The Bottom Line
- Effectively transmits an understanding of what Holocaust victims experienced.
- Via the first person voice, Wiesel takes the reader with him into the darkness.
- Wiesel's honest descriptions help the reader open up and grasp the unimagineable.
- The book is short and the writing is simple, which makes it easier digest the difficult content.
- As this is a Holocaust book, it is not pleasurable reading.
- As this is a Holocaust book, there is no happy ending
- The reader physically accompanies Wiesel through many inhumane and near-death experiences.
- The reader emotionally accompanies Wiesel as he loses his home, community, family, personal dignity.
- The reader spiritually accompanies Wiesel as he loses his faith in God.
- Powerful, unforgetable, and educational book about the Holocaust, human beings and faith in God.
Guide Review - Night by Elie Wiesel
Before long, I felt swept along with the 15-year-old Wiesel as he was forced into the Ghetto and then onto the transport which arrived at Auschwitz. At this point in the book, I realized for the first time how helpless the Jews were in the face of the Nazi's well-oiled death machine.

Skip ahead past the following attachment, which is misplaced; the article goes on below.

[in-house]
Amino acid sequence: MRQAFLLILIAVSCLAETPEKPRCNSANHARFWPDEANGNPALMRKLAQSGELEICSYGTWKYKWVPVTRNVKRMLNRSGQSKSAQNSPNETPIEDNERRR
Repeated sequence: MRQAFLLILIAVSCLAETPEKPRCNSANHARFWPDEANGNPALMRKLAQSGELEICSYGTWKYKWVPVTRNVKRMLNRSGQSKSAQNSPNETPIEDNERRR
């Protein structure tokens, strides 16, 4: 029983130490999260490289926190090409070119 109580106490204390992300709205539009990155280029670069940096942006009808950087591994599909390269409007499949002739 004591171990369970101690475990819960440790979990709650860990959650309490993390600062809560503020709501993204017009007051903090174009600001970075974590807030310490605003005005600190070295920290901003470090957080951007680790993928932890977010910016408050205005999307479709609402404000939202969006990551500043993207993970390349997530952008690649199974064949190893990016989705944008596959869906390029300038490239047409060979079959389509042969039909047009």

When Wiesel described his first contact with horrors such as Selection, Gas Chambers, and Crematoria, I felt as if I was also seeing the babies in the mass graves. When Wiesel described the hunger, beatings, hangings, and inhumanity of the Nazi's at the Buna concentration camp, I felt physically sick. And when Wiesel described the Death March, I felt awed by his courage, strength and ability to survive.
Wiesel's struggles with his own increasing callousness and his loss of faith in God add spiritual depth to the book.
I believe that everyone should take 3-4 hours to read Wiesel's Night. The book provides an inside, honest look into one of mankind's most inhumane hours, and thus gives one a realistic vision of what mankind is capable of again today and in the future.